As part of its global coronavirus response, Christian Aid has so far managed to distribute soap to around 250,000 people in 18 countries as part of their effort to prevent the virus spreading in some of the most vulnerable communities in the world.

Soap plays an important role in helping fight poverty too. In Ethiopia, as well as the impact of coronavirus, the climate crisis is increasing the risk of drought and famine, which is pushing farming communities further into poverty. Christian Aid is providing women with the tools they need to run a successful soap-making business. Mother-of-three Kumana Kurasho (26) has been trained in soap-making by Christian Aid using the drought-resistant aloe vera plant native to the area which thrives where other crops fail.

Christian Aid Ireland is asking people to take a photo of their soap Christmas tree decoration and share it on social media with the hashtag #SoapBuildsHope to encourage others to take part.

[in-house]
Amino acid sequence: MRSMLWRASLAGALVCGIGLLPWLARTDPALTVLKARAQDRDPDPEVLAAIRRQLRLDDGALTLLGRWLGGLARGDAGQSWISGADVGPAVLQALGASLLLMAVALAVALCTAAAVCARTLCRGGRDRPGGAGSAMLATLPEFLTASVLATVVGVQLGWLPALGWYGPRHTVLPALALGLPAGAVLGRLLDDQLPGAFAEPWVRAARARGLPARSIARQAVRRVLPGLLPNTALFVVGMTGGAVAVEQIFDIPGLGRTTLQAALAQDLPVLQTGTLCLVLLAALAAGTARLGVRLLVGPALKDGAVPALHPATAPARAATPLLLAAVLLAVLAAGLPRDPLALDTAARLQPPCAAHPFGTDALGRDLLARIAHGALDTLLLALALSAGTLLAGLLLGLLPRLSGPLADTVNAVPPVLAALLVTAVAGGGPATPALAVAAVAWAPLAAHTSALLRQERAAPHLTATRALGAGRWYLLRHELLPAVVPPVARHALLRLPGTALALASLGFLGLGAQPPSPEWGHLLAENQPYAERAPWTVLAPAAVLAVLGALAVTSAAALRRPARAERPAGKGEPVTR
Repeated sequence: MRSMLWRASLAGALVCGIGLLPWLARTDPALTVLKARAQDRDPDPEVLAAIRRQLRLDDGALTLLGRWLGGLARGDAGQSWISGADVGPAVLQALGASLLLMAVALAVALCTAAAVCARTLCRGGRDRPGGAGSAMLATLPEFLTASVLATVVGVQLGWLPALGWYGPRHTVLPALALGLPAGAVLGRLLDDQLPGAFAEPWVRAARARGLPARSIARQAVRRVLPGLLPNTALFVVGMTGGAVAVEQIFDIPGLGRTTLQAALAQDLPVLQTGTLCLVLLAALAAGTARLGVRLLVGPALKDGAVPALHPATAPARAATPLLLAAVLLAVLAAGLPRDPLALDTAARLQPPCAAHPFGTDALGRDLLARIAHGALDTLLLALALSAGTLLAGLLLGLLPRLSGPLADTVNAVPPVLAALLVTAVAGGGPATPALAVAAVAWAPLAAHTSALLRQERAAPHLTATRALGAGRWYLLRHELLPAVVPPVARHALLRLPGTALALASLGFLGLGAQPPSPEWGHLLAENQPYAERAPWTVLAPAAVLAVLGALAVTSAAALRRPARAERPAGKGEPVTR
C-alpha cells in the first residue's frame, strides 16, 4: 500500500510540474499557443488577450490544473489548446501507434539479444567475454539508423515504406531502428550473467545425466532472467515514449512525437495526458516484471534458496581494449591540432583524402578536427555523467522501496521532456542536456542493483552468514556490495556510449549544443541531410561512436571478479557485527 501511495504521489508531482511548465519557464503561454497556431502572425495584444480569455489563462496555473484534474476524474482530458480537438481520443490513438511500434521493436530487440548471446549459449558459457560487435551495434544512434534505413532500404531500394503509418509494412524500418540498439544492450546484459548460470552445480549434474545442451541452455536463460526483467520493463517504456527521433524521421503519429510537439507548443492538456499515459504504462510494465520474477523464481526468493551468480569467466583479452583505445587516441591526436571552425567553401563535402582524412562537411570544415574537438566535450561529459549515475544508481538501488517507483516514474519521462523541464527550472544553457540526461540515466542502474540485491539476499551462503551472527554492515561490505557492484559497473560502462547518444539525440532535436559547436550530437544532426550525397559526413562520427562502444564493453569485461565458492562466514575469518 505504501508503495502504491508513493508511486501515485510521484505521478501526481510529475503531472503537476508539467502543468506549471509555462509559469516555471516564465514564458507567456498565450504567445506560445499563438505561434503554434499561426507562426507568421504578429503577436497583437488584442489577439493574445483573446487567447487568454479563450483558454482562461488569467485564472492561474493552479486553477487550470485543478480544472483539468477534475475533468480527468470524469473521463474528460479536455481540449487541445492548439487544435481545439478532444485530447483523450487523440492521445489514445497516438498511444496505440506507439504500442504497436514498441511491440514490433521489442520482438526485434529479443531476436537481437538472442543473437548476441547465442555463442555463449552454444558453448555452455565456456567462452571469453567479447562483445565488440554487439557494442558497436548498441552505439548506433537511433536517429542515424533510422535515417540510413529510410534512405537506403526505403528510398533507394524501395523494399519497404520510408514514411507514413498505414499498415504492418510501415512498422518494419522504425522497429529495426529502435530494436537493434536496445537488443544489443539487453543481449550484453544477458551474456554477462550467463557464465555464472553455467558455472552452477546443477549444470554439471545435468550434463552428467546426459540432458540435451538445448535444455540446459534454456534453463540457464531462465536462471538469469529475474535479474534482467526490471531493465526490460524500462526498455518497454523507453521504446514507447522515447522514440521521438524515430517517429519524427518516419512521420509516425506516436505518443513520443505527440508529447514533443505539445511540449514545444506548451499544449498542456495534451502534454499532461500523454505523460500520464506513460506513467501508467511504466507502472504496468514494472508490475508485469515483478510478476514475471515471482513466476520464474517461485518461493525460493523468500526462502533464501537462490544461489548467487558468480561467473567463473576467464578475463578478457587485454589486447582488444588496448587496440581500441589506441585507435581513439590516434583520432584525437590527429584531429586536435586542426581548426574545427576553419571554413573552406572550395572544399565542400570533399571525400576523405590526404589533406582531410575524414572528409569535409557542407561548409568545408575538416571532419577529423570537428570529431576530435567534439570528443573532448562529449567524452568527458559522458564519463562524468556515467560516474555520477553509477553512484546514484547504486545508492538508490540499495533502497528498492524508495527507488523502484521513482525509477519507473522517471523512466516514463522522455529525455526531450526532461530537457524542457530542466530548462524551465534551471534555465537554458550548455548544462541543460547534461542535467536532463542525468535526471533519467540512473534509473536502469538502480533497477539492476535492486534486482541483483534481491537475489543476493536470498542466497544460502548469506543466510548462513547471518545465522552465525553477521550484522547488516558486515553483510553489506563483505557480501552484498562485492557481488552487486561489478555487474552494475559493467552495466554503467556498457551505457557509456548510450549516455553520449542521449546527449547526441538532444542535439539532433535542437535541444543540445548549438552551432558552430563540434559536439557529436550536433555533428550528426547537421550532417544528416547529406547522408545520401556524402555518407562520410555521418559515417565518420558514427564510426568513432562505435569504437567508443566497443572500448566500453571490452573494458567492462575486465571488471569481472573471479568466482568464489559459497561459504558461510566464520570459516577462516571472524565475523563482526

This year, Christian Aid has expanded its virtual gift selection to include a Charity Gift priced at £15/€15 enabling supporters to help train more women to make soap. To support Christian Aid and help other mothers like Kumana, visit http://caid.ie/SoapMaker

(Photograph: Lorcan Doherty)

Perfect timing for opening of St Canice’s new thrift shop

St Canice’s Church has opened its new thrift shop in the centre of Eglinton just in time for Christmas. ‘New Beginnings’, on Main Street, between the village chemist and the local supermarket, is described as “a place of caring and sharing for the whole community”.